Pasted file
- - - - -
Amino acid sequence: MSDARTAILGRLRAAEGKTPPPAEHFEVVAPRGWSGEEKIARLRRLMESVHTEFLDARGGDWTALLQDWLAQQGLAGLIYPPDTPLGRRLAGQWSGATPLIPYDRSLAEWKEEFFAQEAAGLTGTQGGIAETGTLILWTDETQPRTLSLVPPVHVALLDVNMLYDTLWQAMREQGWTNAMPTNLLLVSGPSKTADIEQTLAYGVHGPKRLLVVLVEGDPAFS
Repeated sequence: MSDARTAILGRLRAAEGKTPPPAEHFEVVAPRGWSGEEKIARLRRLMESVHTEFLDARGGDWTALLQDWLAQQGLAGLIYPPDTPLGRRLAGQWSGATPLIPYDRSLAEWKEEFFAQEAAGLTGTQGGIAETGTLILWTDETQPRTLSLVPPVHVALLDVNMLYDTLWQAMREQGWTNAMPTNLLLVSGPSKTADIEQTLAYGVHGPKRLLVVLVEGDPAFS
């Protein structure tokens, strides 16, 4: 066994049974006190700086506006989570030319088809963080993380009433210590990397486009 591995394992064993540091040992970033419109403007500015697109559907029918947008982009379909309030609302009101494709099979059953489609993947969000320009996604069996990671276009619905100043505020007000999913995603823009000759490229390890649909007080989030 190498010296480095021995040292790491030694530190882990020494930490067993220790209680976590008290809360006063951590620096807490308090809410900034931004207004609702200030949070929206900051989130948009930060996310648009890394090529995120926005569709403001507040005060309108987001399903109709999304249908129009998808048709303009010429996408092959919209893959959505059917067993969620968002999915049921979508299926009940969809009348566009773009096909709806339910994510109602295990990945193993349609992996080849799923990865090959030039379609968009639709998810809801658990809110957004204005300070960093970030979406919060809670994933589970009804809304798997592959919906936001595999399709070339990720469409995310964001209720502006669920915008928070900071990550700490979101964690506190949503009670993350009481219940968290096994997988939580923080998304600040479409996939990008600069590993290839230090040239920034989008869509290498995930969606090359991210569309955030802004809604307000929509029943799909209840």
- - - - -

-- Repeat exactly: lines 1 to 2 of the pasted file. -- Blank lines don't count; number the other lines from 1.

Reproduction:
Amino acid sequence: MSDARTAILGRLRAAEGKTPPPAEHFEVVAPRGWSGEEKIARLRRLMESVHTEFLDARGGDWTALLQDWLAQQGLAGLIYPPDTPLGRRLAGQWSGATPLIPYDRSLAEWKEEFFAQEAAGLTGTQGGIAETGTLILWTDETQPRTLSLVPPVHVALLDVNMLYDTLWQAMREQGWTNAMPTNLLLVSGPSKTADIEQTLAYGVHGPKRLLVVLVEGDPAFS
Repeated sequence: MSDARTAILGRLRAAEGKTPPPAEHFEVVAPRGWSGEEKIARLRRLMESVHTEFLDARGGDWTALLQDWLAQQGLAGLIYPPDTPLGRRLAGQWSGATPLIPYDRSLAEWKEEFFAQEAAGLTGTQGGIAETGTLILWTDETQPRTLSLVPPVHVALLDVNMLYDTLWQAMREQGWTNAMPTNLLLVSGPSKTADIEQTLAYGVHGPKRLLVVLVEGDPAFS